The Monroeville Garden Club met in October at the home of Mrs. Sharon Brewton. Sharon hosted the meeting and Mrs. Jean Singleton co-hosted. Club member Laura Bodiford presented a program on The Basics of Vermiculture.
Vermiculture is the practice of keeping/controlled growing of worms, and it is becoming a big business. Worms spend their whole lives burrowing, eating, digesting, and excreting, and every part of the process is beneficial. When worms burrow they create channels in the soil which makes it porous, and porous soil allows air and water in. While burrowing, worms are eating organic material and digesting it, and excreting nutrient-rich castings back into the soil. Worm castings are completely organic, incredible fertilizers, and they greatly improve soil conditions. In short, little worms do big things!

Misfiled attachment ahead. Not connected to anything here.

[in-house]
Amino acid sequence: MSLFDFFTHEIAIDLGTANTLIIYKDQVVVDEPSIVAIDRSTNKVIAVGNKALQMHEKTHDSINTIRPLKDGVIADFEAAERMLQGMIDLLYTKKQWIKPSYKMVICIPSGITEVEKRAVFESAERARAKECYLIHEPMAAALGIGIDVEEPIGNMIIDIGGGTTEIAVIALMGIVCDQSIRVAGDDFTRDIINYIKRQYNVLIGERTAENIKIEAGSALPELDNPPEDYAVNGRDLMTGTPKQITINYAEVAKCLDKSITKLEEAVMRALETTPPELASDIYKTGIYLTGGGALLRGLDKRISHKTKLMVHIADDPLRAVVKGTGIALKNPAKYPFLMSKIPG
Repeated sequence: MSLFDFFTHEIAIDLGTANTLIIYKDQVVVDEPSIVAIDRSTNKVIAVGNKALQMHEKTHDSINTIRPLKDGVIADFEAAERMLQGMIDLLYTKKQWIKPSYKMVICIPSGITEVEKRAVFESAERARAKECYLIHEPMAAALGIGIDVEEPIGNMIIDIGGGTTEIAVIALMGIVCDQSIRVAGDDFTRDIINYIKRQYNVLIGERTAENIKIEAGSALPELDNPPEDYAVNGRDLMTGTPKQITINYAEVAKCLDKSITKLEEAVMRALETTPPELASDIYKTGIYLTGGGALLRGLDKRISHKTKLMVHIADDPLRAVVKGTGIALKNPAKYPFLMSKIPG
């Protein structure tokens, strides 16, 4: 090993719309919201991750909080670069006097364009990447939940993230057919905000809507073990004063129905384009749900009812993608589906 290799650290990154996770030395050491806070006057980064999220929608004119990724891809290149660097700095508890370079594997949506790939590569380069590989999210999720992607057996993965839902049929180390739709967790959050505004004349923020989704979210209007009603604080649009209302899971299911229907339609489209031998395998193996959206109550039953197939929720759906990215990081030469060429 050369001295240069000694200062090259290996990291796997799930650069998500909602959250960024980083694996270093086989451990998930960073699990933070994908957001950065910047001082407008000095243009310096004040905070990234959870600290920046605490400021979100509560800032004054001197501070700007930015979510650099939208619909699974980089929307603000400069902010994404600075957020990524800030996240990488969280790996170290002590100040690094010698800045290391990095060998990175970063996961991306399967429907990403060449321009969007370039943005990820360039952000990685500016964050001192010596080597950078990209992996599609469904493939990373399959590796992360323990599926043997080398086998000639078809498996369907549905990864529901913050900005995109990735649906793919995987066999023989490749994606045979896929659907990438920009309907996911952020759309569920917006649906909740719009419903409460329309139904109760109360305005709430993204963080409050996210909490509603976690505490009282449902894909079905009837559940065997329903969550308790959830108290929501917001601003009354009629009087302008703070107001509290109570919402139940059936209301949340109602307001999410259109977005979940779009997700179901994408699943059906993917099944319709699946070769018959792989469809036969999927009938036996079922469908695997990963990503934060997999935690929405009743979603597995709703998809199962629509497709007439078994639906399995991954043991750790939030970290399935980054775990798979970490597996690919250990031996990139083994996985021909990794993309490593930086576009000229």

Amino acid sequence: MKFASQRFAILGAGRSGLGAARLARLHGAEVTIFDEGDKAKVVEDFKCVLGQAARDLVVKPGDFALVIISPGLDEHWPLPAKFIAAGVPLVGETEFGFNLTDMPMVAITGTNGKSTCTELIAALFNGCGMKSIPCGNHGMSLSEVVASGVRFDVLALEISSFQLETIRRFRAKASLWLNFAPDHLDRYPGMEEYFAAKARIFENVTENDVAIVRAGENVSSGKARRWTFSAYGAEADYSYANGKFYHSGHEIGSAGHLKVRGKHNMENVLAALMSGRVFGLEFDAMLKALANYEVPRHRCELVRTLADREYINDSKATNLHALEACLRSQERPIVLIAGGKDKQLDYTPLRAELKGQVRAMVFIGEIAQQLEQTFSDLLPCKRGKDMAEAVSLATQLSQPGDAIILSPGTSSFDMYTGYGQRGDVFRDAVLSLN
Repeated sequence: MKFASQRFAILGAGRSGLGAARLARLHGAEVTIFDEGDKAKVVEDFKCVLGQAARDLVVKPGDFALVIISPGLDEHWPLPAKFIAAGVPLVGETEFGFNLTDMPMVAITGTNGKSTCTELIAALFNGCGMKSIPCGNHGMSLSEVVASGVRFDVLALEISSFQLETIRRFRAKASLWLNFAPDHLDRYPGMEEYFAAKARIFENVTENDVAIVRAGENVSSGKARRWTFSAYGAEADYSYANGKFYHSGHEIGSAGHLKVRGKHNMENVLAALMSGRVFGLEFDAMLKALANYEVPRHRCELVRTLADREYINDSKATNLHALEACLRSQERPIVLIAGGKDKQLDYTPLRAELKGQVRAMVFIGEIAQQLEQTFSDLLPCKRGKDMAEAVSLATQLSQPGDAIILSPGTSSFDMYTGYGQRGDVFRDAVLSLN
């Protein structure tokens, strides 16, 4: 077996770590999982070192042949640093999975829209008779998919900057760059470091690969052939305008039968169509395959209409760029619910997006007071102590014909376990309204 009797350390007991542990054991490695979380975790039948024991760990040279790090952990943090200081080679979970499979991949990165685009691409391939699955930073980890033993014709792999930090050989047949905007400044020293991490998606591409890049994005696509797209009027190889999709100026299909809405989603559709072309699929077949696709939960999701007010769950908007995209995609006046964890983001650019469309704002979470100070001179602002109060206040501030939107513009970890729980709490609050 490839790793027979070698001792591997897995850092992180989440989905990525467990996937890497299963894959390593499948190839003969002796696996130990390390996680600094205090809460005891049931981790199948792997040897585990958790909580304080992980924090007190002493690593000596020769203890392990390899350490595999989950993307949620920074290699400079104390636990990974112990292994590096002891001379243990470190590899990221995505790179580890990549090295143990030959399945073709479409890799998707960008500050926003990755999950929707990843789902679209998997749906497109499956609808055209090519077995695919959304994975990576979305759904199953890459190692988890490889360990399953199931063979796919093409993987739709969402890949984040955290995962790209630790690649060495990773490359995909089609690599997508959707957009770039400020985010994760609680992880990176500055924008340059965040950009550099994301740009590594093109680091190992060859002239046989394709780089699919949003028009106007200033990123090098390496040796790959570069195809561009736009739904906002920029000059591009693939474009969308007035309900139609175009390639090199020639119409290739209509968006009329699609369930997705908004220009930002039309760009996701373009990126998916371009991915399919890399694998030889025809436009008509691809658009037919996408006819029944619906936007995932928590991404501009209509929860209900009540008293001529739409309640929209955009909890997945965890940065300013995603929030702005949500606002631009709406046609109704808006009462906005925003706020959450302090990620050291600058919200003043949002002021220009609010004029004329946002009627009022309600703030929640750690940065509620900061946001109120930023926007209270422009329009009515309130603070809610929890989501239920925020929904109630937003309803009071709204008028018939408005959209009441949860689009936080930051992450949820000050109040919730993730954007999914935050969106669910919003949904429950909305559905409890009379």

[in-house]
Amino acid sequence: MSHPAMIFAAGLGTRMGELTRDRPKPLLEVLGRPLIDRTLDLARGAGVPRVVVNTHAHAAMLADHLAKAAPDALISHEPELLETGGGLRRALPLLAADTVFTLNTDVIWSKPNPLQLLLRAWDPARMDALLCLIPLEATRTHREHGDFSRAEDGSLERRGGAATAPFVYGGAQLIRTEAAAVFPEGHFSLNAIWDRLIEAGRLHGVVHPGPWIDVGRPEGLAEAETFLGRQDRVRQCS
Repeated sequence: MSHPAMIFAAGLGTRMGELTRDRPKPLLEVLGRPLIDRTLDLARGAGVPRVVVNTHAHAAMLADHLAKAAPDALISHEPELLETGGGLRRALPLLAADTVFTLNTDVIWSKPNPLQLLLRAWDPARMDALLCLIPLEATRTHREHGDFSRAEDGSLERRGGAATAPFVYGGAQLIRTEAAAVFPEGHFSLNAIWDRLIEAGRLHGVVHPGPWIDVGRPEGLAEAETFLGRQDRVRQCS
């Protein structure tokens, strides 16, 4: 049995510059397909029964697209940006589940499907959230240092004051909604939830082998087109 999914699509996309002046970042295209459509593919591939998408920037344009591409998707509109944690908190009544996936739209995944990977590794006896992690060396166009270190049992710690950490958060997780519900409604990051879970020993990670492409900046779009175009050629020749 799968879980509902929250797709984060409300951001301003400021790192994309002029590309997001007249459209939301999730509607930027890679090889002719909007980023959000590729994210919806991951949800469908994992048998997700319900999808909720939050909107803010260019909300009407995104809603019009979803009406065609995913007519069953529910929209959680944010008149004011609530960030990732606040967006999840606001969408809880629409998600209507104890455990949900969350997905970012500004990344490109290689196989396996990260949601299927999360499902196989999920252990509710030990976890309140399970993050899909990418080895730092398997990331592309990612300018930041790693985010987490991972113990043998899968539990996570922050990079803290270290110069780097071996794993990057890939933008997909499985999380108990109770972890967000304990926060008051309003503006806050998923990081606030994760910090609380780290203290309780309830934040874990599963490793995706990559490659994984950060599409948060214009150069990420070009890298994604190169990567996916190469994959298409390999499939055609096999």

Worm farms are a thing, and many folks are buying or building their own on a smaller scale. Club member Laura Bodiford brought in her worm bin as an model, and also gave great advice based on her own experiences with different wormeries she had created and used. If you're on the fence about DIY wormeries, check out the book How to Start a Worm Bin: Your Guide to Getting Started by Henry Owen, or the website https://working-worms.com/how-to-make-your-own-worm-farm/. Red wigglers are the best type of worm to use because they are the most resilient and reproduce quickly. Worms need air and food to survive, so worm bins should have holes in them and contain the right type of food. Kitchen scraps are excellent (most fruit and veggie leaves/peels, coffee grounds, breads, grains) but avoid dairy products (egg shells are the exception), meat, citrus, pet waste, and anything oily. Building a worm bed is much like making a real bed in that you just add layers. You might start with damp, shredded newspaper, then dirt or homemade compost, add worms, then food, and finish with another layer of shredded newspaper or pine straw. Keep your worms happy and let them work for you!